Terry & Peter

        Distance, among other things, is relative. As they say the difference
        between an Englishman & an American (or Canadian for that matter) is that an
        Englishman thinks 100 miles is long way, while an American thinks 100 years is a long
        time.

        Peter, the hassles crossing the border are highly overblown. I've crossed
        with musket and powder 5 or 6 times a year since the late 80's and only once had
        a problem going either way, and that was going into Canada.

        Ed B


        [Non-text portions of this message have been removed]
      • PETER CATLEY
        good to hear that it isn t a real problem, but at most boarders in Europe (Excluding the UK :-)) we don t even slow down now! Cheers P** ... Terry & Peter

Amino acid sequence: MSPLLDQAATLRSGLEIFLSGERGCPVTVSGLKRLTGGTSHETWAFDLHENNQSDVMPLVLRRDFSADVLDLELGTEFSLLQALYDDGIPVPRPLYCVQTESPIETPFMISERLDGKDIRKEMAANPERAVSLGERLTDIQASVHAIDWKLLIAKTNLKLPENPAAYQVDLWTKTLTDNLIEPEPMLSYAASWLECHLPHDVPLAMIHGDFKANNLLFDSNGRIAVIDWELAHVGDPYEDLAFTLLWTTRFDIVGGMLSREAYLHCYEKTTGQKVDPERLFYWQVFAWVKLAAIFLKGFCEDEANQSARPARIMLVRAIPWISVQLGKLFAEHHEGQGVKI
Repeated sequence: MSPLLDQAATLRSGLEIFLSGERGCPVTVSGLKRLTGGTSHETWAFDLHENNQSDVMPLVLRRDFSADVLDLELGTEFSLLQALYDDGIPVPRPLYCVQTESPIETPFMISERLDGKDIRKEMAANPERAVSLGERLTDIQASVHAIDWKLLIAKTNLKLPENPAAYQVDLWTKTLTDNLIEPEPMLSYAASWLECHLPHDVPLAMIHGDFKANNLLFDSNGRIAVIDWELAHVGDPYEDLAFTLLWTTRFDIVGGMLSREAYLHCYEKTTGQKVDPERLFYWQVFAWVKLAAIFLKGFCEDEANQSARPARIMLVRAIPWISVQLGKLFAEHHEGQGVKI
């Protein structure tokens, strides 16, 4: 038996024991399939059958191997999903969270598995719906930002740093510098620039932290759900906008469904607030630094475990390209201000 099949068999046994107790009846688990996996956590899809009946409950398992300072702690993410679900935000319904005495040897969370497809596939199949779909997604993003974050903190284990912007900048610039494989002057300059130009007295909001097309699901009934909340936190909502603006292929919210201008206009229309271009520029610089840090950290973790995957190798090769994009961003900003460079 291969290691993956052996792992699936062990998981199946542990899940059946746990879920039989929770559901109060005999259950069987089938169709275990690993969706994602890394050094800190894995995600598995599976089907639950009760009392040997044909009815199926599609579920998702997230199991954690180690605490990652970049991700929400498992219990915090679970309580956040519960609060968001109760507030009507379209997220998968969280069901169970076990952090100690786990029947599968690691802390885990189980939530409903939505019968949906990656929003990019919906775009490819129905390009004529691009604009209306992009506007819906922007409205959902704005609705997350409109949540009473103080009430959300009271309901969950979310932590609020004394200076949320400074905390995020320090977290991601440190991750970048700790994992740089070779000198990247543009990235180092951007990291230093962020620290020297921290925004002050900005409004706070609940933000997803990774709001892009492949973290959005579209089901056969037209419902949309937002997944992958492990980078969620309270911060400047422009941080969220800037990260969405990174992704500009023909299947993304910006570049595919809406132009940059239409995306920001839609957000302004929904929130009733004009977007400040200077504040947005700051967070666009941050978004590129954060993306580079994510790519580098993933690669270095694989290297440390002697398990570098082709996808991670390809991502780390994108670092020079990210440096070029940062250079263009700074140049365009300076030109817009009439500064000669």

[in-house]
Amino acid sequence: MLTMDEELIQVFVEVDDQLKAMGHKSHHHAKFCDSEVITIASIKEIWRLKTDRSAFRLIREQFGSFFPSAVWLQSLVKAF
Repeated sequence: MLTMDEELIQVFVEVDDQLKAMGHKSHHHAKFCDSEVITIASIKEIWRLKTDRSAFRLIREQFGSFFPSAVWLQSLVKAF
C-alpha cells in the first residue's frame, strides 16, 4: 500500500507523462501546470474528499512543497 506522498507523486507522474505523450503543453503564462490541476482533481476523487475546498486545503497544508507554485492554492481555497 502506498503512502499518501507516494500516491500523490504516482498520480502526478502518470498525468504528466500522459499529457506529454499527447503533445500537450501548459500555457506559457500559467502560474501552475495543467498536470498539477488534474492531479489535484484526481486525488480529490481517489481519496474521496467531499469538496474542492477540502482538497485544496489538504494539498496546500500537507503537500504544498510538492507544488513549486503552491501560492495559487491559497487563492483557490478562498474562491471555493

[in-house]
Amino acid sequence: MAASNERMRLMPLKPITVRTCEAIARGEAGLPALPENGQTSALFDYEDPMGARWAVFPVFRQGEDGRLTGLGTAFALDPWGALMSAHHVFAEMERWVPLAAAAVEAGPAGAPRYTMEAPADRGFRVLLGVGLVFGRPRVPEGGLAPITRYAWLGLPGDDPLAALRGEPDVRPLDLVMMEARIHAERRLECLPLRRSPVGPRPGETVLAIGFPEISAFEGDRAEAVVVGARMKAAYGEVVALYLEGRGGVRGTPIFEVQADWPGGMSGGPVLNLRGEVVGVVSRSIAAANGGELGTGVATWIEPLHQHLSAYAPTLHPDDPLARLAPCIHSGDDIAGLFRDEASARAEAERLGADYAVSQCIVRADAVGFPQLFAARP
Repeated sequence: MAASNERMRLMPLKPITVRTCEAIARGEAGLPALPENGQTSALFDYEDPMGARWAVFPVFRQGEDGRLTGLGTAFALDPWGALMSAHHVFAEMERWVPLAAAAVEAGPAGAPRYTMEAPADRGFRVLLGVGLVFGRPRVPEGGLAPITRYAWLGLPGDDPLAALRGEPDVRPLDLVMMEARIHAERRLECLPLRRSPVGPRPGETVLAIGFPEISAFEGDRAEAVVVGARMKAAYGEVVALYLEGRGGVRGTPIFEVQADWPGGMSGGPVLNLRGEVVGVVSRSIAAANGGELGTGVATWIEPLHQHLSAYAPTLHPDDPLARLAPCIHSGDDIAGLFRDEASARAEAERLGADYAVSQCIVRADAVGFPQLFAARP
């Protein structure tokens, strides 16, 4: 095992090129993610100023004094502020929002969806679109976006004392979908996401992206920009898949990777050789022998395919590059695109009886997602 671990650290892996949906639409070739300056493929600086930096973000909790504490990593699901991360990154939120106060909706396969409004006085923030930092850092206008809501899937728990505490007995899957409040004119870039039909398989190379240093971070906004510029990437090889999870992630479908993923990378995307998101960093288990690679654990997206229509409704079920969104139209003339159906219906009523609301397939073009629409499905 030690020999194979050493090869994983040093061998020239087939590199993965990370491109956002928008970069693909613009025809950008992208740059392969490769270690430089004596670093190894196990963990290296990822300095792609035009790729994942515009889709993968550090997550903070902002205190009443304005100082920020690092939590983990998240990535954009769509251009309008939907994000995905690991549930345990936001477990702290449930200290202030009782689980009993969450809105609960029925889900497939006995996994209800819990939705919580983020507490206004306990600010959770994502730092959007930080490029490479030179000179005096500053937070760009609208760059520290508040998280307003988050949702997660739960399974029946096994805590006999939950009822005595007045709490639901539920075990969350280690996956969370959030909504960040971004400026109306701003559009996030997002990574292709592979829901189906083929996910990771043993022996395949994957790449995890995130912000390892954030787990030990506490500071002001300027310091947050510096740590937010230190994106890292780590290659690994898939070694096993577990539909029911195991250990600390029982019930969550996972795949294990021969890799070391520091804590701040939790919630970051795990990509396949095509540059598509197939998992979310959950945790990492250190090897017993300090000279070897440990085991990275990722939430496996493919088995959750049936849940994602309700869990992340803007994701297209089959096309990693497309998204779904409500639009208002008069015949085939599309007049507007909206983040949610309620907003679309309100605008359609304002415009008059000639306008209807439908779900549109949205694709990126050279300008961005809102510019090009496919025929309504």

Message 3 of 13 , Sep 2, 2005
          good to hear that it isn't a real problem, but at most
          boarders in Europe (Excluding the UK :-)) we don't
          even slow down now!

          Cheers

          P**
          --- Armchairadm@... wrote:


          ---------------------------------
          Terry & Peter

          Distance, among other things, is relative. As they
          say the difference
          between an Englishman & an American (or Canadian for
          that matter) is that an
          Englishman thinks 100 miles is long way, while an
          American thinks 100 years is a long
          time.

          Peter, the hassles crossing the border are highly
          overblown. I've crossed
          with musket and powder 5 or 6 times a year since the
          late 80's and only once had
          a problem going either way, and that was going into
          Canada.

          Ed B